Lone-Narrator Reports

Beyond the above, the scholars disagreed on the point brought up by Ibn Khafif. Some have held that we are obliged only to assume as true accepted lone-narrator reports, although they do make belief and practice obligatory since such assumption is compelling (yufîd al-zann al-ghâlib) and thus precludes doubt. This is the position of Ibn Khafif and the Ash`aris, in conformity with the vast majority (al-jumhûr) of Ahl al-Sunna as stated by Ibn `Abd al-Barr:

What the majority of the people of knowledge believe is as follows: Some hold that the lone-narrated hadith make practice obligatory but not knowledge (yûjib al-`amal dûna al-`ilm). This is the position of al-Shafi`i and the vast majority of the jurists and the scholars of principles. To them, the lone-narrated hadith does not make knowledge obligatory except on oath, providing definite preclusion of falsehood, and if there is no disagreement concerning it.8

An illustration for the acceptance of lone-narrated hadiths on provision of oath is given by `Ali ibn Abi Talib – Allah be well-pleased with him: “When I heard something from the Messenger of Allah, Allah would benefit me with it as He wished; but when Someone other than him narrated it to me, I would make him swear to it; if he took an oath, I would believe him.”9 Ibn `Abd al-Barr goes on to say that part of the scholars of hadith and some of the scholars of principles consider that lone-narrated hadiths make both external knowledge10 and practice obligatory. He concludes: “Our position is that they make practice obligatory but not knowledge… and that is the position of most jurists and hadith scholars.”11 It is also the position of al-Bukhari and Ahmad12 as well as later scholars including al-Kawthari.13 Their position on doctrinal matters conveyed by âhâd reports is given by al-Bayhaqi:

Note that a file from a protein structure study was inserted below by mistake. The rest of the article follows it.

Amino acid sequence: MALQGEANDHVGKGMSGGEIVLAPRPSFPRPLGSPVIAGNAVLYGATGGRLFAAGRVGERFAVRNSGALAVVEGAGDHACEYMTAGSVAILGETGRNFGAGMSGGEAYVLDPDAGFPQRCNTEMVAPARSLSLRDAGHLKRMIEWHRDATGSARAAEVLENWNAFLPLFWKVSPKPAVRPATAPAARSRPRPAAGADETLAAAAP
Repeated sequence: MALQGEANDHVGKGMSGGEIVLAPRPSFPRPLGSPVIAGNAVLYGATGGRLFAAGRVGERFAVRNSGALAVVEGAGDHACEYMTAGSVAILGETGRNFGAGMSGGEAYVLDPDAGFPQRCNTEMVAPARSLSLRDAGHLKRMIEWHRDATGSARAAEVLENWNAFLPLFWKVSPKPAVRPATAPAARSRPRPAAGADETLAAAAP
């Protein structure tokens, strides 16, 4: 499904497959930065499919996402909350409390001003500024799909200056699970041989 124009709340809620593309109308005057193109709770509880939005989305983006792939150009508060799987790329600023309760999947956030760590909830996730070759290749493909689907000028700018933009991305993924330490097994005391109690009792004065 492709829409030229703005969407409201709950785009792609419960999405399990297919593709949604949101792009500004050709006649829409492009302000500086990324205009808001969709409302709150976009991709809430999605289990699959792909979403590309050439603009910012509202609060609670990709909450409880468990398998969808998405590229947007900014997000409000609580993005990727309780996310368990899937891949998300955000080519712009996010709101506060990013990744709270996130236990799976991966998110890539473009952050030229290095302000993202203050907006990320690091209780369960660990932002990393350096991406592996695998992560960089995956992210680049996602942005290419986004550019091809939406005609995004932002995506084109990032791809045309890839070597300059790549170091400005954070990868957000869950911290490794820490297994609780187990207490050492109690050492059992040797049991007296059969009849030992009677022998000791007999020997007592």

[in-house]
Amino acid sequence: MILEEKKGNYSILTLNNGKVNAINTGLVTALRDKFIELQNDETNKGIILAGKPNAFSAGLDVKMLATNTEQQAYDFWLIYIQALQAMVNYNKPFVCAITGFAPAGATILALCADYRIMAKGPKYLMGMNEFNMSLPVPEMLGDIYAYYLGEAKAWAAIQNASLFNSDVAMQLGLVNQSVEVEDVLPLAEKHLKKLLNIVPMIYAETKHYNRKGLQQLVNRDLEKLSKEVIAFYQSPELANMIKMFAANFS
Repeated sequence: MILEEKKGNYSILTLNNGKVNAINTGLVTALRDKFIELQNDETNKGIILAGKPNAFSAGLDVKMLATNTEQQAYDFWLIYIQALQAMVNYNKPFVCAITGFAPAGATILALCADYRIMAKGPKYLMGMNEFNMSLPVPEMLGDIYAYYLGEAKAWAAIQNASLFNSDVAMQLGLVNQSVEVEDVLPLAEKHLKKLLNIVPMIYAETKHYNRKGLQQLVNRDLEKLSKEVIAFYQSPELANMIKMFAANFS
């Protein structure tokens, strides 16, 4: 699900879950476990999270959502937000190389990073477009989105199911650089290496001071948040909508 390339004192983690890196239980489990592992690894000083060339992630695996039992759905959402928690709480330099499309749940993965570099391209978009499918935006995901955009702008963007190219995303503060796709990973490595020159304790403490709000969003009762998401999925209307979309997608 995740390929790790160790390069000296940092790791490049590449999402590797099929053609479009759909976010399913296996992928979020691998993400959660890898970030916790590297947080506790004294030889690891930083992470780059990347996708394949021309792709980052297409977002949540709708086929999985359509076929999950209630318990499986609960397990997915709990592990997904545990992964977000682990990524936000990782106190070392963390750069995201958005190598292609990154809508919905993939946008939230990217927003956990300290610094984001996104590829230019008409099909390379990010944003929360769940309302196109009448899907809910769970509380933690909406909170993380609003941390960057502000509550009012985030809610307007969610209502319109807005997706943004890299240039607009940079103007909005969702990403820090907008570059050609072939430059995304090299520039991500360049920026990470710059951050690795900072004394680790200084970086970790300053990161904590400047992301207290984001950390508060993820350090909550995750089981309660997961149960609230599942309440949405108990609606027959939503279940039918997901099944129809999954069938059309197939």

The perspicuous scholars (ahl al-nazar) among our [Ash`ari or Shafi`i] companions relinquish the use of lone-narrated reports as proofs in the divine Attributes if such reports do not have a foundation in the Qur’an or in scholarly consensus. Instead, they interpret them figuratively.14

Others dissented, such as Ibn al-Qayyim and, lately, al-Albani, claiming that not only are âhâd-based belief and practice obligatory, but we are also obliged to know them as definitely true (yufîd al-`ilm al-qat`î) and they consider them part of obligatory doctrinal knowledge.15

The position that sound âhâd impart definitive knowledge is a weak position since it blurs the unanimous, vital distinction between mutawâtir and Qur’anic reports on the one hand, and all other reports. An additional inconsistency of that position is its contradictory labeling of lone-narrated reports as “assumed” in the veracity of their transmission chains and yet “definitive” in the knowledge they impart. Some have reacted to these errors with another weak stand which consists in dismissing any and all lone-narrator reports as something one is free to reject, especially in the chapter of doctrine. Hence Dr. Nur al-Din `Itr characterized these contemporary positions with regard to âhâd hadiths as straddling two extremes: “Some exaggerate in accepting the sound lone-narrated hadith to the point that they seem to think none but they put it into practice, while others exaggerate to the point that they seem to consider the lone-narrated hadith as nothing binding.”16

Finally, the Consensus of the scholarly Community of Ahl al-Sunna take precedence over the lone-narrated hadith in the hierarchy of juridical sources in the Religion. Al-Shafi`i said: “Consensus is greater than an lone-narrated hadith.”17 Al-Khatib explained: “This means that when a consensus is opposed by a lone-narrated hadith, the latter cannot be cited as proof.18 And Allah is Most Knowing.



1Al-Qari, Sharh Sharh Nukhba al-Fikar (p. 209).

2Ibid. (p. 211).

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